Influenza or “the flu” is one of the most common and dangerous viral diseases in the world. Every year, about 50% of Americans get immunized against the flu with a vaccine.
What are the types of influenza?
When is flu season in the United States?
What is bird flu?
What is swine flu?
How many people get the flu?
What are symptoms of the flu?
Is the flu serious?
What are complications of the flu?
Who is at high risk of flu complications?
How does the flu spread?
How long is the flu contagious?
How is the flu treated?
Can I get the flu again?
Why do I need a flu shot every year?
How effective is the flu shot?
Who needs a flu shot?
Who should NOT get vaccinated?
When is the best time to get a flu shot?
What type of flu shot can I get?
Do I need a flu shot for school or daycare?
Flu (Influenza) is a highly-contagious lung infection caused by viruses. It can occur in humans and animals. Some of the most serious types of flu started in animals and mutated to infect humans.
The deadliest flu pandemic in modern history was the “Spanish flu” in 1918, which killed 50 million people worldwide. It was caused by the H1N1 virus, which returned in 2009 and killed around 17,000 people.
There are four types of influenza viruses: A, B, C, and D. The only types that cause epidemics in people are Influenza A and B. They are further separated into subtypes, such as Influenza A(H1N1) or A(H3N2), and further broken down into individual strains of the virus.
In the United States, flu season starts in October and ends the next year in May. The “peak” season is from December to February. You can get the flu in any season, but the highest risk is the winter months.
Bird flu viruses usually only infect birds, but two types (H5N1 and H7N9) can infect humans. Death occurs in 50% of people who get avian influenza. The first case was reported in Hong Kong in 1997. There have been outbreaks in Asia, Africa, the Pacific, Middle East, and Europe.
Swine flu is caused by the H1N1 virus that was first found in pigs. It mutated in humans and spread worldwide, causing a pandemic in 2009. It is now considered a “normal” flu virus that is preventable with a flu shot.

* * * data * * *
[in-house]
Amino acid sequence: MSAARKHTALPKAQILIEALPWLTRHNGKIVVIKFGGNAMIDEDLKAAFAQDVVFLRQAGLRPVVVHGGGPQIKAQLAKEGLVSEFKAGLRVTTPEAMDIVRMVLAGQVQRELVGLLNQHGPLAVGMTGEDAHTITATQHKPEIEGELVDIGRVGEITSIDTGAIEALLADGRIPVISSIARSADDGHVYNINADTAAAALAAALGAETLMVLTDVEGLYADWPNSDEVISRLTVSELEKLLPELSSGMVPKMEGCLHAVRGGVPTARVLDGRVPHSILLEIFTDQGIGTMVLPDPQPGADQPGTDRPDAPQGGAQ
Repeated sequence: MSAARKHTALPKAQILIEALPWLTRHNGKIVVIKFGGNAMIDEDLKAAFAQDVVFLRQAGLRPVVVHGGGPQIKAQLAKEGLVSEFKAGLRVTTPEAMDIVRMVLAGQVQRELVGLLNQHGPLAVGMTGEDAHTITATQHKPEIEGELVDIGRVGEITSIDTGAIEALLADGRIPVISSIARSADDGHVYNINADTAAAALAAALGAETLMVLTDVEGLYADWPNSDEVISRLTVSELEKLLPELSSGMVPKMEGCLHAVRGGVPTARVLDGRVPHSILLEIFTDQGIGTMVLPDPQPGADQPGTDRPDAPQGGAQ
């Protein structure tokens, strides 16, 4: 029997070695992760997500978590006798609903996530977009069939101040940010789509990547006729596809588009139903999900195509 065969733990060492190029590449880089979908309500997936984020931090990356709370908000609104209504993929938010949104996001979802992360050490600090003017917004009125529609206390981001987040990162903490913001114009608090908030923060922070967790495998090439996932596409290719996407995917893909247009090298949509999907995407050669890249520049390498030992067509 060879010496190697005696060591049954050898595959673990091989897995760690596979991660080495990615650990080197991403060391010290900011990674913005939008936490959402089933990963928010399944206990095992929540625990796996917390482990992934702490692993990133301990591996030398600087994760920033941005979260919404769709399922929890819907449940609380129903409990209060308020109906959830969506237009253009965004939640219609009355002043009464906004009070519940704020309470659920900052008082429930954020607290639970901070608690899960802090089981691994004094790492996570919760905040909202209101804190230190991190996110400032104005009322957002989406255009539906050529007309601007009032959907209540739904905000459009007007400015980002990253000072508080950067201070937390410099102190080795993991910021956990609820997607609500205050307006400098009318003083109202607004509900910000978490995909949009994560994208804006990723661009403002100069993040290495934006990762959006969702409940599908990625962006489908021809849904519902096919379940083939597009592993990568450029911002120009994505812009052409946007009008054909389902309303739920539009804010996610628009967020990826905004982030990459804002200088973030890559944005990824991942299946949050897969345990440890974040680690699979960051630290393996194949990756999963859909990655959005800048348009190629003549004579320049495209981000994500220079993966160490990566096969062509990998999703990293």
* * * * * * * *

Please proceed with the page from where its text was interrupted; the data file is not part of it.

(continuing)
During the 2015-2016 flu season, approximately 25 million people in the U.S. got the flu, 11 million people needed medical treatment, 310,000 people were hospitalized, and 12,000 people died of the flu.
From 2010 to 2016, hospitalizations for the flu ranged from a low of 140,000 (during 2011-2012) to a high of 710,000 (during 2014-2015).
The numbers vary depending on the type of flu virus circulating, how many people get a flu shot, and how well the flu shot works that year.
- Body aches
- Muscle pain
- Fever (not everyone will have a fever)
- Sore throat
- Runny or stuffy nose
- Fatigue (tiredness)
- Sometimes vomiting and diarrhea (mostly children)
Most people who get the flu recover on their own in under 2 weeks without treatment or antiviral medication. However, some people develop serious complications that lead to hospitalization or death. This is more likely in people with a chronic lung disease like asthma or heart disease. The flu can also exacerbate other health problems.
- Sinus infection
- Ear infection
- Heart inflammation (myocarditis)
- Brain inflammation (encephalitis)
- Muscle inflammation (myositis, rhabdomyolysis)
- Multi-organ system failure
- Kidney failure
- Children under 5, but especially under age 2
- Adults over 65 years old
- Pregnant women (and up to 2 weeks after birth)
- Residents of nursing home and long-term care facilities
- American Indians and Alaskan Natives
- People with chronic medical conditions (see below for a list)
The flu can make pre-existing health problems worse. The following medical conditions are linked to a higher risk of flu complications:
- Brain or developmental disorders
- Cerebral palsy
- Intellectual disabilities
- Muscular dystrophy
- Heart disease
- Blood disorders (sickle cell disease)
- Kidney or liver problems
- Weak immune system due to disease or medication (HIV/AIDS, steroids, etc.)
- People under age 19 on long-term aspirin therapy
The flu spreads in the air when an infected person coughs, sneezes, breathes, or talks. You can catch the flu up to 6 feet away from someone who is sick if you breathe in the virus or by touching your eyes, nose, or mouth after touching a contaminated surface.